The Cambridge History of English and American Literature in 18 Volumes (1907–21).
VOLUME XV. Colonial and Revolutionary Literature; Early National Literature, Part I.

VIII. Transcendentalism.

§ 11. The Dial.

An achievement more intimately connected than Brook Farm with the Transcendental Club and the leading transcedentalists was The Dial, 6 the literary organ of the movement, the first number of which appeared in 1840 with Margaret Fuller as editor, and George Ripley as assistant editor. The Dial never approached financial success, and it was only through real devotion and sacrifice on the part of its editor and of Elizabeth Peabody that it was issued as long as it was. Miss Fuller resigned the editorship after two years and Emerson assumed it for a like period, after which it was discontinued.   41
  Whatever defects The Dial may have had, a comparison of its pages with the dusty contemporaneous numbers of, let us say, The North American Review is not to its disadvantage and lends some weight to the assertion of its main contributors that they were dealing with subjects of deeper than passing interest. The journal discussed questions of theology and philosophy; it contained papers on art, music, and literature, especially German literature; translations from ancient “Oriental Scriptures”; original modern “scriptures” in the form of Alcott’s Orphic Sayings; and finally, a good deal of verse. In this latter connection one of the most interesting features of The Dial to the present-day reader is the opportunity and encouragement it afforded to the literary genius of Thoreau. In addition to his and Emerson’s, there were, among others, metrical contributions from Lowell, Cranch, and William Ellery Channing, the younger, the last-named one of the poets of transcendentalism, now best remembered for the single line,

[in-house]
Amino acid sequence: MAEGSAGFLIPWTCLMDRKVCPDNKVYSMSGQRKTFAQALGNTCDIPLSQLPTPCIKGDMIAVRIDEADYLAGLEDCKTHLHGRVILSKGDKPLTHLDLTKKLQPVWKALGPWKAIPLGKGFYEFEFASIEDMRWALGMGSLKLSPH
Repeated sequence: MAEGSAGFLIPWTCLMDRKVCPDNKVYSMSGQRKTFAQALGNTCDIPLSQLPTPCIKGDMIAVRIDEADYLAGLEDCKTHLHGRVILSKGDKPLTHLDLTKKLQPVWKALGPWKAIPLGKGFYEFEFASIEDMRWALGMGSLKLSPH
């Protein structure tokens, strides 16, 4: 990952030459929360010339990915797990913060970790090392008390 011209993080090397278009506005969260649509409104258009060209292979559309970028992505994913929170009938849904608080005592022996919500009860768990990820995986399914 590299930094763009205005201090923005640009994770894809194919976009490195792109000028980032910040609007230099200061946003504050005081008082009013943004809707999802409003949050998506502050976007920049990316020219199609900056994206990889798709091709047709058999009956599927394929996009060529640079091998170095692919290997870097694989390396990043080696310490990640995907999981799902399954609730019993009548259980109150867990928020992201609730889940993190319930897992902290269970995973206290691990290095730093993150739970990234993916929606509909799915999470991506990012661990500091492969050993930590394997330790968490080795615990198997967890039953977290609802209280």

If my bark sinks, ’tis to another sea.
  The Dial, needless to say, did not satisfy the public. Dozens of parodies, especially of the Orphic Sayings, were forthcoming, and (in the words of Colonel Higginson)
epithets, too, were showered about as freely as limitations; the Philadelphia “Gazette,” for instance, calling the editors of the new journal “zanies,” “Bedlamites,” and “considerably madder than the Mormons.”
Alcott, on the other hand, considered its policy tame and compromising. Whatever, between these extremes, our own estimate of its intrinsic merit may be, we shall not be likely to overrate its significance in the history of American literature or the importance of the part it played in our literary emancipation. Its volumes stand as a reminder that the transcendental movement was, among other things, a literary renaissance—the enthusiasm for art and literature which appeared in New England after the long æsthetic starvation of the Puritan ascendency being comparable in kind if not in degree to the immense artistic expansion of Western Europe after a thousand years of mediæval Christianity.

Note 6. See also Book II, Chap.XX. [ back ]